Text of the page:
Monoclonal Antibody Treatment for COVID-19: What to Know

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Lab-grown antibodies can help the immune system fight the coronavirus, but they’re no substitute for COVID-19 vaccination. Share on PinterestA monoclonal antibody is a laboratory-produced protein that functions like the antibodies made by the immune system in response to infection. Craig F. Walker/The Boston Globe via Getty Images As COVID-19 […]

Lab-grown antibodies can help the immune system fight the coronavirus, but they’re no substitute for COVID-19 vaccination.

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A monoclonal antibody is a laboratory-produced protein that functions like the antibodies made by the immune system in response to infection. Craig F. Walker/The Boston Globe via Getty Images

As COVID-19 cases continue to surge throughout the United States, demand for monoclonal antibody treatments is spiking, especially in areas of the country with low vaccination rates.

According to the Food and Drug Administration (FDA), this experimental treatment uses “laboratory-made proteins that mimic the immune system’s ability to fight off harmful antigens such as viruses” like SARS-CoV-2.

It’s especially useful for people with weakened immune systems who may not generate a robust response to the COVID-19 vaccines, and for others at high risk of severe illness.

While monoclonal antibodies can start to clear the coronavirus within hours of being infused intravenously (IV) into the body, this treatment may not work for everyone.

That’s why experts recommend that people get fully vaccinated against COVID-19, which is known to prevent severe illness and hospitalization due to the disease.

A monoclonal antibody is a laboratory-produced protein that functions like the antibodies made by the immune system in response to infection.

By binding to a specific molecule on a virus or bacteria — known as an antigen — a monoclonal antibody can enhance or restore the immune response against these pathogens.

Monoclonal antibody treatment has been used and tested for the Ebola virus and respiratory syncytial virus (RSV), as well as chronic illnesses such as rheumatoid arthritis, multiple sclerosis, inflammatory bowel disease, and more.

Scientists are also developing monoclonal antibodies that target cancer cells.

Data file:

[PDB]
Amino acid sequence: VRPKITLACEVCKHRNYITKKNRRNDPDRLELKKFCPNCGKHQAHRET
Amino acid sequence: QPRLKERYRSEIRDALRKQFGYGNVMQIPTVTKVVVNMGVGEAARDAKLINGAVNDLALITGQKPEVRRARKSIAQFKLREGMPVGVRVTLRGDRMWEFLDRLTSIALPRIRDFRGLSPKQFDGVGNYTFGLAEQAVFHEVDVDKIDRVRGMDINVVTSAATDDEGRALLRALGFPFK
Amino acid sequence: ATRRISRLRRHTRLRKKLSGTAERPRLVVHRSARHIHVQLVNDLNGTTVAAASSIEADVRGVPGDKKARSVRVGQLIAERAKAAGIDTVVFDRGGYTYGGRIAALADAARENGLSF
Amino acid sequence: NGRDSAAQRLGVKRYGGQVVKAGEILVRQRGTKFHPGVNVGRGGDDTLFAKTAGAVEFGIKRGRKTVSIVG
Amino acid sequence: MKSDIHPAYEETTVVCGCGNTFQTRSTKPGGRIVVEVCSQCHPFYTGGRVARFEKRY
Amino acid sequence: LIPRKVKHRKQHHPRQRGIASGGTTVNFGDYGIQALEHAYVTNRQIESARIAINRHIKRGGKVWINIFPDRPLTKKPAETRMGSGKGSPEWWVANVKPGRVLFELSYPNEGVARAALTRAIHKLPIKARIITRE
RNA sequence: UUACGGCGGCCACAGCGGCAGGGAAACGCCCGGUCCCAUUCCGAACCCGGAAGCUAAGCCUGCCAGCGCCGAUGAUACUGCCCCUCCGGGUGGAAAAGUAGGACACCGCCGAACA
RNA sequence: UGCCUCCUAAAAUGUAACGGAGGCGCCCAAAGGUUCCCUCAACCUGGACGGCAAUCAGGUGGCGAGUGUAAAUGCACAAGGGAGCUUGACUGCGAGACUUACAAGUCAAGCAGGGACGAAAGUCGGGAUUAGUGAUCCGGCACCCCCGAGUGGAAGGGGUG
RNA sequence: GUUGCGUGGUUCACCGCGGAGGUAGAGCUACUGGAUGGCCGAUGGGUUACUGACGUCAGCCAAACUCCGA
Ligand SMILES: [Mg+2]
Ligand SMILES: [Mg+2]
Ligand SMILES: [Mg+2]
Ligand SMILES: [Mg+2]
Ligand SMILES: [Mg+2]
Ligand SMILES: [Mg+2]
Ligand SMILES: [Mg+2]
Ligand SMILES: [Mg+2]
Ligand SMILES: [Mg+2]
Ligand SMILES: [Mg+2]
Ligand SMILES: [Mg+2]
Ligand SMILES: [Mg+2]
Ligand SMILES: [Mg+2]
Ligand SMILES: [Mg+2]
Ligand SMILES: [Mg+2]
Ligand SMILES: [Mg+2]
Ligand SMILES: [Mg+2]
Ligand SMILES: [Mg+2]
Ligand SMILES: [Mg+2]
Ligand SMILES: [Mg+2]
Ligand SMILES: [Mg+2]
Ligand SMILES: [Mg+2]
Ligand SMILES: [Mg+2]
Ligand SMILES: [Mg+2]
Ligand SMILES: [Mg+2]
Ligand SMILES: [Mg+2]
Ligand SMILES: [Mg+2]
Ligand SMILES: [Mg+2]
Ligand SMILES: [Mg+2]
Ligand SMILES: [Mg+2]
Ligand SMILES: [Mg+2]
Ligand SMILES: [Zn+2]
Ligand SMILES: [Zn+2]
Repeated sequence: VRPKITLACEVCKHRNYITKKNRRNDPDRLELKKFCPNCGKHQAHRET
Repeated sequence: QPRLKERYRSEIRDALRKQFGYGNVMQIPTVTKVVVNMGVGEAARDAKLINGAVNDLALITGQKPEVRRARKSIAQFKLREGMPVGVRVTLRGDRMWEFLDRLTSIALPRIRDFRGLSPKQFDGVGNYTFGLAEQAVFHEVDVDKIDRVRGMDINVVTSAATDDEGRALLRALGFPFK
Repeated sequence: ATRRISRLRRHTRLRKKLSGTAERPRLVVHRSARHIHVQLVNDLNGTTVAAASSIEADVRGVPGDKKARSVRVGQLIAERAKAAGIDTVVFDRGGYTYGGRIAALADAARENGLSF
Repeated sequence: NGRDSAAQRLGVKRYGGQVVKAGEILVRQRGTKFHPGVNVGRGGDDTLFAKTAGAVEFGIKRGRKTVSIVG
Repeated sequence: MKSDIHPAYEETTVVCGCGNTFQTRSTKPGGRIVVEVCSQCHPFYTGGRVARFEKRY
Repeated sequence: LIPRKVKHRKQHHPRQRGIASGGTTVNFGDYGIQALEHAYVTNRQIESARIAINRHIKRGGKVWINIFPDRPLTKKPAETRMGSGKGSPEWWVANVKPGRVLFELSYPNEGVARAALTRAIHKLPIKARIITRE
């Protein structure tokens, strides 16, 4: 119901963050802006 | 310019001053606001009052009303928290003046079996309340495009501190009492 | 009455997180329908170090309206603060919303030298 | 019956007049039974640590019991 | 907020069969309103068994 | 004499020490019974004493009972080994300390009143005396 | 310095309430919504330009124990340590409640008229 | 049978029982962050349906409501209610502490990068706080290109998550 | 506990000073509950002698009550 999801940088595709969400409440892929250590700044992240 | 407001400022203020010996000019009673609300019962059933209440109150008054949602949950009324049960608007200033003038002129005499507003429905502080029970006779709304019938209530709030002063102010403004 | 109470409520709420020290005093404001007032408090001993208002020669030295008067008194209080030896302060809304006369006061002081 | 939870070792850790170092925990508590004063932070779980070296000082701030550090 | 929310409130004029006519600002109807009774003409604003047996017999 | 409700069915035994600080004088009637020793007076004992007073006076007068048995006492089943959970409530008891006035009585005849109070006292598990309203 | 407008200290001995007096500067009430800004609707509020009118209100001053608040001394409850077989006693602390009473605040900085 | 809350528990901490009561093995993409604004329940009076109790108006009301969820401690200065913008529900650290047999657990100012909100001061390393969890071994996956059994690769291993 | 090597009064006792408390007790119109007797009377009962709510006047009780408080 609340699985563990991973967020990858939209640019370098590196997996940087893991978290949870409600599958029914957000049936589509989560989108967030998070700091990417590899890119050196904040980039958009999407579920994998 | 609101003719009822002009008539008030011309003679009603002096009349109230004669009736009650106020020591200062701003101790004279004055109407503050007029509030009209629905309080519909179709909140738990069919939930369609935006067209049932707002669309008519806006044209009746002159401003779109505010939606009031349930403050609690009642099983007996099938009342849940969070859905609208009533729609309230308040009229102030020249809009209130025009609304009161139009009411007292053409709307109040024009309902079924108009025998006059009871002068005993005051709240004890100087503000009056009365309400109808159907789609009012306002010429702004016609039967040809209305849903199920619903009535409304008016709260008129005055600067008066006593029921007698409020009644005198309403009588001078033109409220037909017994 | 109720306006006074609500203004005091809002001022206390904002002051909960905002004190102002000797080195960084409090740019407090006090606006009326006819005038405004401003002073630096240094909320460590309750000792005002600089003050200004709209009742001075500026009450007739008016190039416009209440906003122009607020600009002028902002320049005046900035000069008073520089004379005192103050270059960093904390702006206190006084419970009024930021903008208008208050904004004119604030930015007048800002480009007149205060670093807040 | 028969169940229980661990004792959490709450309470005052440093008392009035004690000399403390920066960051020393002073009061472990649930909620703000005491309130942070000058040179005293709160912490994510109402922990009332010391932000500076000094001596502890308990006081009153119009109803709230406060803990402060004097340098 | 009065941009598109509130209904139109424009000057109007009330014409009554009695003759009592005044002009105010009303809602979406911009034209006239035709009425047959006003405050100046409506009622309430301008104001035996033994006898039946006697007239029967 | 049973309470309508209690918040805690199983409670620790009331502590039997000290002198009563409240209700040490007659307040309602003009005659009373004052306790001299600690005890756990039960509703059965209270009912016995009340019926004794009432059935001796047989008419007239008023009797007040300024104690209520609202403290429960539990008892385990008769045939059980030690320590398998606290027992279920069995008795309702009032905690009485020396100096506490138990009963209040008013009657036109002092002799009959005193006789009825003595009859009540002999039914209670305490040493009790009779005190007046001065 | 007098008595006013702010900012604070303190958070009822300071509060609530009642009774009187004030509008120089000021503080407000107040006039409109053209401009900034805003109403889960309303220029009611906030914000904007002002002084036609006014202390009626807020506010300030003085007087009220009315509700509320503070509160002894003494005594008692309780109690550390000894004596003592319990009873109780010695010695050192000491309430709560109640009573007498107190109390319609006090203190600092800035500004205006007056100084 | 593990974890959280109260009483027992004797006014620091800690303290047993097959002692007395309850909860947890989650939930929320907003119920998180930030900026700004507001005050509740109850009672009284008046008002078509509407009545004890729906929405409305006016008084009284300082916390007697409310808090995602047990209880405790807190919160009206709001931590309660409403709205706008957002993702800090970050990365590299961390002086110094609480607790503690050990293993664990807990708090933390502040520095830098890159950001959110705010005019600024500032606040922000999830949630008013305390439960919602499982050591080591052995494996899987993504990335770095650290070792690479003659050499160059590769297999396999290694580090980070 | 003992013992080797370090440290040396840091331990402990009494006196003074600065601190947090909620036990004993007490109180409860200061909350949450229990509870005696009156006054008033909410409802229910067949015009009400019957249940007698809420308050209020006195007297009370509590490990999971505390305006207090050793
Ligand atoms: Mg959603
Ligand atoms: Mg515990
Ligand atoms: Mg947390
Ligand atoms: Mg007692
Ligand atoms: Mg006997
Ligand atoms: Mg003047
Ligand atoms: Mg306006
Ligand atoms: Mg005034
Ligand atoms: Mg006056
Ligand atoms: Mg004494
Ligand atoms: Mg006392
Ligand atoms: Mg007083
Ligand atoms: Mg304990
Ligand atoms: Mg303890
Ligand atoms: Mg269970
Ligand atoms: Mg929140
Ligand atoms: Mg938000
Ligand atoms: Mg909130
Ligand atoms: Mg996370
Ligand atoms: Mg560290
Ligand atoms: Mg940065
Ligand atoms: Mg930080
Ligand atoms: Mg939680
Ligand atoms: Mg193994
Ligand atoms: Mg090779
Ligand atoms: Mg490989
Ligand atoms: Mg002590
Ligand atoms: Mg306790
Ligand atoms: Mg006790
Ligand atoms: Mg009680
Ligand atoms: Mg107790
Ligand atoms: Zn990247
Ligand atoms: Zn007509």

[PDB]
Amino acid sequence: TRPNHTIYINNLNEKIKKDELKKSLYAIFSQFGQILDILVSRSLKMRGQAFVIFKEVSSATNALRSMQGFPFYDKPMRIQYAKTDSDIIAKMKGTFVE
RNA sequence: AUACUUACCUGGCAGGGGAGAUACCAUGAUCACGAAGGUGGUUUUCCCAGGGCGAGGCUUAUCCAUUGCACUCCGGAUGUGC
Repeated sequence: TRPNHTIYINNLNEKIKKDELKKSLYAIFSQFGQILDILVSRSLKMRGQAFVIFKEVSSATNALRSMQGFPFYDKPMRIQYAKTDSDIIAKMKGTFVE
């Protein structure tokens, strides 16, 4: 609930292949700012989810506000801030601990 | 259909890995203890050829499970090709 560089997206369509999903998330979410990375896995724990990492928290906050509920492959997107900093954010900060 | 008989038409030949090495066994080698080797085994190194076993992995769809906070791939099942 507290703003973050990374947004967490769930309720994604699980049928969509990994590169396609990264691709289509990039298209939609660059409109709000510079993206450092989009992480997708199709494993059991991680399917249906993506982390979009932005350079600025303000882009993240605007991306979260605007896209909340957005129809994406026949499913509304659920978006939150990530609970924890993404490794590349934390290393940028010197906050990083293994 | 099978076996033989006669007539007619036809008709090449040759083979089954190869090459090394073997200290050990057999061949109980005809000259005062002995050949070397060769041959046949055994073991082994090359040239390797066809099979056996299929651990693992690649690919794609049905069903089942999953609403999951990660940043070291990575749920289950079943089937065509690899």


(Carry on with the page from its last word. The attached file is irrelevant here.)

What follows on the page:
Scientists sometimes develop monoclonal antibodies by isolating certain immune cells — called B cells — from a person who has successfully recovered from an infection.

With COVID-19, “we looked in people who had a good antibody response to the virus and picked out the very best antibodies that they made,” said Robert Carnahan, PhD, associate director of the Vanderbilt Vaccine Center in Tennessee.

Scientists use isolated B cells to recreate monoclonal antibodies in a laboratory. This can be mass produced and given to people through an IV.

A monoclonal antibody targets a specific antigen on a virus or bacteria. So this treatment differs from convalescent plasma, which contains multiple antibodies that target different antigens.

Most of the monoclonal antibodies being developed to treat COVID-19 target the spike protein, which the coronavirus (SARS-CoV-2) uses to enter the host cells.

By binding to the spike protein, a monoclonal antibody can help prevent the virus from infecting human cells.

Research suggests that certain monoclonal antibodies can reduce the risk of hospitalization and death in people with asymptomatic or mild COVID-19.

Scientists are also looking at whether this treatment can reduce the risk of someone with COVID-19 transmitting the virus to others in their household.

Several monoclonal antibodies have received emergency approval from the FDA:

  • REGEN-COV. This drug cocktail contains two monoclonal antibodies, casirivimab and imdevimab. It’s approved for people over age 12.
  • Sotrovimab. This drug is authorized for adults and kids over 12 years old.
  • Bamlanivimab/etesevimab. In June, the U.S. government paused distribution of these two monoclonal antibodies because tests showed that they did not work against the Beta and Gamma variants of the coronavirus. The FDA recommends that health professionals use other monoclonal antibodies instead.